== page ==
The art of musical collage has followed a rocky path in the years since 1988, when Public Enemy redefined popular music with their album It Takes a Nation of Millions to Hold us Back, and, a year later, the Beastie Boys drew the clear lines between active fandom and creativity with Paul's Boutique. It's a path that has led to a simple choice for the artist: either license samples at a huge cost, or use them without clearance and risk being sued. Ultimately this has led to an environment in which awareness of potential litigation meant that an artist of the stature and commercial clout of Jay-Z sought permission from David Bowie simply to mimic the singer's delivery of the word "fame" when recording his song Takeover. It is hard to imagine a similar step being thought necessary in visual art, film or literature.
With the help of an extensive collection of interviews with key hip hop artists, legal representatives and artist managers, Kembrew McLeod and Peter DiCola unpick the complexities of the laws that surround the issues of sampling and bring them to life through investigation of their impact on creativity and wider music-related cultures. The authors illuminate these stories through carefully researched case studies that pull back the layers to reveal a continuity of social, economic and musical contradictions at the heart of sample licensing.
One telling example is the tale of music archivist Alan Lomax, who filed for ownership of the field recordings of traditional folk songs he had made for the Library of Congress during the Great Depression. The original performers weren't named; nor were songwriting credits given, as many of these songs had no clearly defined composers.
As the authors point out: "It was not uncommon for a black songwriter to have his or her name replaced by a businessperson or musician with more legal and economic resources but little or no involvement in songwriting." But through the act of sampling, "song collectors" such as Lomax have ended up with songwriting credits on some of hip hop's canonical tracks - an uncomfortable reminder of the exploitation of African-American artists by whites across the history of 20th-century music.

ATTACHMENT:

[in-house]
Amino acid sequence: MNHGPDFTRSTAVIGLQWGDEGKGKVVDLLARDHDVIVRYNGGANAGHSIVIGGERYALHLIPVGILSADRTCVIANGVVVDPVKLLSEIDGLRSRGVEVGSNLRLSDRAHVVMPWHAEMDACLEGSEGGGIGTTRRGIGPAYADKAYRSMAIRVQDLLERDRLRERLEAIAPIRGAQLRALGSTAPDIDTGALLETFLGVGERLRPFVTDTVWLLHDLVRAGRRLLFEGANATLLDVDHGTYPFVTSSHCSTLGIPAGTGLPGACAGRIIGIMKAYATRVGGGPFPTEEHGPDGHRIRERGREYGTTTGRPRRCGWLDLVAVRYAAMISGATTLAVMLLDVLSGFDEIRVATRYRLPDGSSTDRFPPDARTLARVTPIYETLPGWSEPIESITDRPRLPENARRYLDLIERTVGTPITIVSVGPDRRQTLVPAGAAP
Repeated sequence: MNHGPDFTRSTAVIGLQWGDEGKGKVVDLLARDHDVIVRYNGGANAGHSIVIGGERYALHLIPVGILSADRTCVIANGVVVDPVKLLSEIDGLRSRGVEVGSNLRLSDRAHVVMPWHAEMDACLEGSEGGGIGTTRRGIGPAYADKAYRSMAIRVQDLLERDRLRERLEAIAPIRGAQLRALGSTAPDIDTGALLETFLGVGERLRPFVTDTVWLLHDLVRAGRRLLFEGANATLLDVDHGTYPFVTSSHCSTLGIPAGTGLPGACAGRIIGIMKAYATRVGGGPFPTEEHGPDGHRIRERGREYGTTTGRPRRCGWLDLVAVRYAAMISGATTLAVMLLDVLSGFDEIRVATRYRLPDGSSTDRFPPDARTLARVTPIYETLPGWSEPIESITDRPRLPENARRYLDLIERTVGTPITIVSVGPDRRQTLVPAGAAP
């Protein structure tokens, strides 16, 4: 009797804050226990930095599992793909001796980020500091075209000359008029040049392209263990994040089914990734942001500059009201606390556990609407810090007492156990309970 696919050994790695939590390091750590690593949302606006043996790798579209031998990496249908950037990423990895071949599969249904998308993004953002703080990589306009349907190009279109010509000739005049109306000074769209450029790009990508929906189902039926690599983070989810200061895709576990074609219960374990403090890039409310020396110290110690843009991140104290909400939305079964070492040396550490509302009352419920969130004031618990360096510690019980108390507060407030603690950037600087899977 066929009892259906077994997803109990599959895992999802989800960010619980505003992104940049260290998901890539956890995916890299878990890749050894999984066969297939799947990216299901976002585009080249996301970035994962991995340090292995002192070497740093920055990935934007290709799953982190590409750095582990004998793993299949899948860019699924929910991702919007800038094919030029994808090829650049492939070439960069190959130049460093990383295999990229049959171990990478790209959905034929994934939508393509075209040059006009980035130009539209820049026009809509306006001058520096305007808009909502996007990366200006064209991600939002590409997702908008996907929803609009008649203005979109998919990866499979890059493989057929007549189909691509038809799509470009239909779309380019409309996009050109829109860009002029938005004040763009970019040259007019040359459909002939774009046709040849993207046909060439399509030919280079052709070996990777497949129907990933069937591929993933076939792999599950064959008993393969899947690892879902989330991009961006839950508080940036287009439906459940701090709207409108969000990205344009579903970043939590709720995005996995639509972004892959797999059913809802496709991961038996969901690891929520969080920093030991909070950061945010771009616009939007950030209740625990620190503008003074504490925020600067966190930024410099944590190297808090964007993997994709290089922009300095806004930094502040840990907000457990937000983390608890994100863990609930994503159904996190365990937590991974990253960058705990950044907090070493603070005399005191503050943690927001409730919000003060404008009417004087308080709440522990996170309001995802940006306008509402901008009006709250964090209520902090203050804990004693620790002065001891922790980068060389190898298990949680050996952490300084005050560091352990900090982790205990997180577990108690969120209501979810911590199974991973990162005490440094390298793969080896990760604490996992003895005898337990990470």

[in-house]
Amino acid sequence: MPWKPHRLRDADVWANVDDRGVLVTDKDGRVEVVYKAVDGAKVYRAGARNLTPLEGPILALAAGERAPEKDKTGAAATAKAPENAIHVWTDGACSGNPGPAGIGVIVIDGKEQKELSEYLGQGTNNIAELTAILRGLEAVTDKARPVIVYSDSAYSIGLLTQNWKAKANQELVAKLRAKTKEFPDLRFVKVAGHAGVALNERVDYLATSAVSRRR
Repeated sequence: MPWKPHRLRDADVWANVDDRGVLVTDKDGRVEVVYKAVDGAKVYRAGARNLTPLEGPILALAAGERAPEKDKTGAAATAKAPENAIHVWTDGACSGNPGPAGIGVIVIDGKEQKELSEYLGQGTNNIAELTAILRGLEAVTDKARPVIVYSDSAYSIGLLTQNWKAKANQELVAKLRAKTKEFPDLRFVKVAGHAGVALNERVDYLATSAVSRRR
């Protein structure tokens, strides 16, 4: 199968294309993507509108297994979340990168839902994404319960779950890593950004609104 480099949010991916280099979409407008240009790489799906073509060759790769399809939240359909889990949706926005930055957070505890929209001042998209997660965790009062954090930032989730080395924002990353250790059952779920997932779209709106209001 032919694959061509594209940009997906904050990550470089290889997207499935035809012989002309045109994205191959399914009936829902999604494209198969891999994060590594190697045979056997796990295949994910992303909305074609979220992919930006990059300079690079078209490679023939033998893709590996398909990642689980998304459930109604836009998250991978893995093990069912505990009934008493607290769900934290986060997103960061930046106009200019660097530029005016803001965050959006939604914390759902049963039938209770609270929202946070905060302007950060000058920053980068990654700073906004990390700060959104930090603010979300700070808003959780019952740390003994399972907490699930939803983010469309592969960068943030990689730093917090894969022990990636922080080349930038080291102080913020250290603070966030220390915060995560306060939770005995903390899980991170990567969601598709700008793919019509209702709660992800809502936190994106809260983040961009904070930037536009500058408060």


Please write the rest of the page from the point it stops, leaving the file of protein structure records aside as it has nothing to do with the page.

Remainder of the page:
Indeed, the presence of Lomax reveals just how convoluted the issues surrounding the sampling of copyrighted recorded music have become. A look at Jay-Z's Takeover shows the almost farcical state of affairs at play. The song is credited to Jay-Z and the track's producer, Kanye West, but it has a huge list of stakeholders despite containing samples from only two other songs. One of these is a two-second snippet of KRS-One's Sound of da Police, which itself includes a sample of Grand Funk Railroad's cover of the Animals' Inside Looking Out. But this was actually a rewrite of a 19th-century folk song, Rosie, which had been "collected" by and attributed to Alan Lomax and his father, John. As a result, and despite the fact that Jay-Z lifted only a vocal snippet from the KRS-One track, each of the copyright owners in this chain had a claim to the Jay-Z song.
With the high-cost, litigation-aware environment that has emerged around the art of sampling, many artists simply won't sample any more. As the authors of this excellent book acknowledge, neither Public Enemy nor the Beastie Boys would have been able to afford to release their epoch-defining breakthrough recordings had they been created today, underscoring the significant questions raised about the balance between law and creativity. This is not simply a book for people with an interest in hip hop production. It is a must for anyone who is interested in copyright stories so absurd that they reveal the contradictions and tensions at play when unclear and convoluted laws put creativity and commerce on a collision course.
Creative License: The Law and Culture of Digital Sampling
By Kembrew McLeod and Peter DiCola.Duke University Press.336pp, £64.00 and £15.99.ISBN 9780822348641 and 48757.Published 31 May 2011.